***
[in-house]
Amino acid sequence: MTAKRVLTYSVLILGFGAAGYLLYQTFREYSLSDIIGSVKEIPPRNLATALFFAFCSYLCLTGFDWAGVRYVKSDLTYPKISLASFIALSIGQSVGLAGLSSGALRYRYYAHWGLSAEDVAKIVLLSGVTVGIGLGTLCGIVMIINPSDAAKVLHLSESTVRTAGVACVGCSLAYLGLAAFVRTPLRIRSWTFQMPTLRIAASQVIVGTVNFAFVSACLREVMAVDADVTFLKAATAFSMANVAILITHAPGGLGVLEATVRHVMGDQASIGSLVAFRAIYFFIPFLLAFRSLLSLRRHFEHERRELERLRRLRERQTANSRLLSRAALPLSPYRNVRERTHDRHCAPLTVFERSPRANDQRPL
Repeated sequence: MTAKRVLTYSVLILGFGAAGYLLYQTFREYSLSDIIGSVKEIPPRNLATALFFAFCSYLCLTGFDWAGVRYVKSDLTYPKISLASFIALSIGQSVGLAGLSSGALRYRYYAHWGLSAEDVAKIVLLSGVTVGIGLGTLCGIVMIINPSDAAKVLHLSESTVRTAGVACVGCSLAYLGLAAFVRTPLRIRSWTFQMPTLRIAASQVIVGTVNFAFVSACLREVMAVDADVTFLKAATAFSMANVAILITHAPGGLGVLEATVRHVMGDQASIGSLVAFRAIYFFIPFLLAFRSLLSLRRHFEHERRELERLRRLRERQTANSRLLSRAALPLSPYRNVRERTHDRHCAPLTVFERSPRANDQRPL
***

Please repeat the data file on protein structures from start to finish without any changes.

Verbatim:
[in-house]
Amino acid sequence: MTAKRVLTYSVLILGFGAAGYLLYQTFREYSLSDIIGSVKEIPPRNLATALFFAFCSYLCLTGFDWAGVRYVKSDLTYPKISLASFIALSIGQSVGLAGLSSGALRYRYYAHWGLSAEDVAKIVLLSGVTVGIGLGTLCGIVMIINPSDAAKVLHLSESTVRTAGVACVGCSLAYLGLAAFVRTPLRIRSWTFQMPTLRIAASQVIVGTVNFAFVSACLREVMAVDADVTFLKAATAFSMANVAILITHAPGGLGVLEATVRHVMGDQASIGSLVAFRAIYFFIPFLLAFRSLLSLRRHFEHERRELERLRRLRERQTANSRLLSRAALPLSPYRNVRERTHDRHCAPLTVFERSPRANDQRPL
Repeated sequence: MTAKRVLTYSVLILGFGAAGYLLYQTFREYSLSDIIGSVKEIPPRNLATALFFAFCSYLCLTGFDWAGVRYVKSDLTYPKISLASFIALSIGQSVGLAGLSSGALRYRYYAHWGLSAEDVAKIVLLSGVTVGIGLGTLCGIVMIINPSDAAKVLHLSESTVRTAGVACVGCSLAYLGLAAFVRTPLRIRSWTFQMPTLRIAASQVIVGTVNFAFVSACLREVMAVDADVTFLKAATAFSMANVAILITHAPGGLGVLEATVRHVMGDQASIGSLVAFRAIYFFIPFLLAFRSLLSLRRHFEHERRELERLRRLRERQTANSRLLSRAALPLSPYRNVRERTHDRHCAPLTVFERSPRANDQRPL